Benefits Fact Sheet #1
Extended Health Care Benefits
Insurance companies, through the employer and under a group insurance plan, offer extended health care benefits beyond what is provided under Government plans (e.g. OHIP and Assistive Devices Program).
Benefit coverage can vary greatly from plan to plan. You should review your collective agreement and your benefit booklet to determine what your coverage is. Every plan will have a list of exclusions. If you are unsure, you can contact the insurance company directly before you purchase any item.
If you are a new employee, confirm when you can start to use the benefits before purchasing any item.
Eligibility for Coverage
The health plan will be effective from the date selected by the employer and stated in the contract with the benefit carrier. Individual employees who are eligible under the plan, will have their coverage effective on the date that a completed application (enrollment form) is received by the employer, provided that it is not received later than one month following the effective date upon which the employee would have normally become eligible.
If the application is later than one month, eligibility may be restricted until “evidence of insurability” satisfactory to the carrier is submitted and approved (medical evidence of good health). The general practice is to cover employees currently employed by the employer on the effective date of the plan. If the employee is not “actively at work” (e.g. on sick leave) on the date that coverage would have become effective, coverage may not begin until “active full time employment” resumes.
Reimbursement or Pay Direct Plans
A pay direct plan pays the provider of the service directly (e.g. drug cards and dentists). Under a reimbursement plan, the employees must pay the health care expense and then claim reimbursement from the insurer for that service.
Many plans contain a type of cost-sharing called deductibles. A deductible is the flat dollar amount of expenses an employee must pay out before the insurance company will start paying. For example, if there is a $100 deductible per family for drugs, the family will pay the first $100 of drug expenses every year and then the Insurer will start to reimburse drug expenses.
A co-insurance feature provides of formula under which an employer’s health care costs will be shared with the employee. It is usually expressed in percentage terms (e.g. 10%, 20%, 50%). It is often found in health and dental plans. It may be used in combination with deductibles.
This provision places a ceiling (a maximum) on amounts that may be claimed for medical or dental expenses by the employee. Most supplementary health and dental plans have one or more combinations of the maximum.
A maximum can be levied in three ways:
- annual – annual amount for total claims (e.g. $2000 per year)
- lifetime – lifetime limit (e.g. orthodontics $1500 maximum)
- frequency – a limit on use of service (e.g. 2 dental visits per year)
Sometimes, there is the effort to reduce costs by limiting the frequency. An example of this is the insurance company paying for a routine dental checkup not more than every 9 months, instead of every 6 months.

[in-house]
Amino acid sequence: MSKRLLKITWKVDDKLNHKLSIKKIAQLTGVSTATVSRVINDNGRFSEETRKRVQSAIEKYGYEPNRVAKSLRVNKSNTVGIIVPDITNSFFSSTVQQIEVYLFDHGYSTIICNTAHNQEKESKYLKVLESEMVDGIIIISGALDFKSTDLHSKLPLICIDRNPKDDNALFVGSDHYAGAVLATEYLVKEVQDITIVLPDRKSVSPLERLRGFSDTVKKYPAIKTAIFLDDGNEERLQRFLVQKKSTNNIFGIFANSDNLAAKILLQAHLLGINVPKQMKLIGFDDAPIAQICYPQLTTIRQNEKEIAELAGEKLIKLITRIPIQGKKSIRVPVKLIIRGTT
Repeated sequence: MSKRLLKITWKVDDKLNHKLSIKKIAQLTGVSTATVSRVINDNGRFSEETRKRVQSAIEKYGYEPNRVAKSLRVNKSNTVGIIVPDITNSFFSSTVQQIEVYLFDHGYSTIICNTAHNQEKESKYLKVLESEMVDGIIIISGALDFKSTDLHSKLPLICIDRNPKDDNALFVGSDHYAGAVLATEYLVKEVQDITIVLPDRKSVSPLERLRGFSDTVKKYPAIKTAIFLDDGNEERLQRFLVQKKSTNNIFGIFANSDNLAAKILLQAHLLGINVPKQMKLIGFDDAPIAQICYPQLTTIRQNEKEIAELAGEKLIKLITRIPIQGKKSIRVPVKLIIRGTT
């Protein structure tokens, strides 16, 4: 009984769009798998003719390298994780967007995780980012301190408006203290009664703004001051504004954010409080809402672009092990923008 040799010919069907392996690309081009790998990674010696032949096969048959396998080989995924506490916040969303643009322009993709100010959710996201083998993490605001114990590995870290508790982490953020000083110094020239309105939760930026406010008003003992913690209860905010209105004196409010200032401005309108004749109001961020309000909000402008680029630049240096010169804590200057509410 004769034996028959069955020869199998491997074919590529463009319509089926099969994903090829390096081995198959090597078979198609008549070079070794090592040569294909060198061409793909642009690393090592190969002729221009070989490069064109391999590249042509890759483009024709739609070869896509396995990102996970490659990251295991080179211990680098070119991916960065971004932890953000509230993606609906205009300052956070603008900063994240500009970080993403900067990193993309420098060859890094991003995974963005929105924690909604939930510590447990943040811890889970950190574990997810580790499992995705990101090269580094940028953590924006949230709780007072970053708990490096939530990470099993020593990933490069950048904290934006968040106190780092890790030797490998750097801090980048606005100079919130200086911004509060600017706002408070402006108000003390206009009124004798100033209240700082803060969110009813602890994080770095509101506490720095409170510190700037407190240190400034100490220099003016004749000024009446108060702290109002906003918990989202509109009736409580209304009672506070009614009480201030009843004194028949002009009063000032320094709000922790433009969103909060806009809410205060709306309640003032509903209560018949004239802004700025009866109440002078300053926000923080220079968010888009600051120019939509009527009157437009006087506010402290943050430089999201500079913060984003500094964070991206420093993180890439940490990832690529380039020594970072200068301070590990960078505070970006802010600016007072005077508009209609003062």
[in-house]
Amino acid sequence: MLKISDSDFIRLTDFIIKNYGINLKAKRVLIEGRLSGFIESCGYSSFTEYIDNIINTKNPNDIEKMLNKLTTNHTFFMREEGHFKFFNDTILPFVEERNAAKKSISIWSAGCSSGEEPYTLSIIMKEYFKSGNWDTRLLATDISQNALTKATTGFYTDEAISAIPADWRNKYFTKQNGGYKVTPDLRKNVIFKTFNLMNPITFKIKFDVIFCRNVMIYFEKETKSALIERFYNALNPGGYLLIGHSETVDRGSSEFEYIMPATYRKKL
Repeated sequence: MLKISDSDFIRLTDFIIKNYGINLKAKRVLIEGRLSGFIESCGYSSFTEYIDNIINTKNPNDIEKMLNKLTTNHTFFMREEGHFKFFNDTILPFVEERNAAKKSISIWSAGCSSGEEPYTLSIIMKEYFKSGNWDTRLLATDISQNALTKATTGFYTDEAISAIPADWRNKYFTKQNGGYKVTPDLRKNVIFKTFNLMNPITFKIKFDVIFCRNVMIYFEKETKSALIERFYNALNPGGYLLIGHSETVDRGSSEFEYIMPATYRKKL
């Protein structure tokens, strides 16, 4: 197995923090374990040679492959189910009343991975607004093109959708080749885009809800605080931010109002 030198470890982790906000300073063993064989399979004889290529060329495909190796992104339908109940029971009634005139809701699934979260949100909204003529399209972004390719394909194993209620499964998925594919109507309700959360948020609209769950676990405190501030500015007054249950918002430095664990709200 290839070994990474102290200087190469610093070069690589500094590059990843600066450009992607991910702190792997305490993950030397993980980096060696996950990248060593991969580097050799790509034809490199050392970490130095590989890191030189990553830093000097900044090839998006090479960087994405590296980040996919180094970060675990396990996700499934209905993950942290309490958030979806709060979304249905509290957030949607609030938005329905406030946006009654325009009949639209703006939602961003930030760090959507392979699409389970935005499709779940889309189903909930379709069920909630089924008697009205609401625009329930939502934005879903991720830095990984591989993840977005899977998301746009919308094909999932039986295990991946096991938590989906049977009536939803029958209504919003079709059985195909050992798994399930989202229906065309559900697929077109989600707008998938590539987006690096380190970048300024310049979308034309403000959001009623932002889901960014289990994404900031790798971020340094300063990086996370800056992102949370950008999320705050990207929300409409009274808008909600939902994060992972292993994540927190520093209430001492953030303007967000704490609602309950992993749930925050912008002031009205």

It is recommended that you request a pre-determination from the insurance carrier for any item over $200.00 or if you are unsure that the benefit you wish to purchase will be covered.
Co-ordination of Benefits
Coordination of benefits is an important provision under extended healthcare contracts that allows you and your spouse to coordinate benefit payments under your respective health and dental plans, as long as each partner has elected family coverage.
For example, a drug benefit may provide only 80% coverage on your plan and your partner’s plan has similar coverage. You submit your claim to your insurer and you will be reimbursed 80% of the bill. Once you have received payment on the first amount, your partner submits the difference to their plan. The other plan will pay the remaining 20%.
Dependents’ claims must be submitted by the parent whose birthday is closest to January 1 and then once the insurer has paid, the balance is submitted to the other parent’s insurer to recover the difference.
Usual and Customary Charges
Frequently plans will limit reimbursement for the service provided to the usual and customary charges for that service in the employee’s province regardless of how much the patient was charged or where the work was done.
Types of Benefits
Drug plans vary, and it is important to understand what you are covered for. Some drug plans use a formulary and will only pay for certain drugs. They may insist on the substitute use of generic drugs where available. Other plans may pay for any drug, so long as it has a Drug Identification Number, while other plans may only pay for drugs that legally require a prescription.
Most plans these days offer a drug card. When you have a drug card, you need only pay for the portion of your prescription that is not covered under your drug plan. Each plan varies depending on what is negotiated, and can cover up to 100% of the drug cost or a lesser partial percentage and/or a deductible amount (i.e. $3 or $5 for each prescription).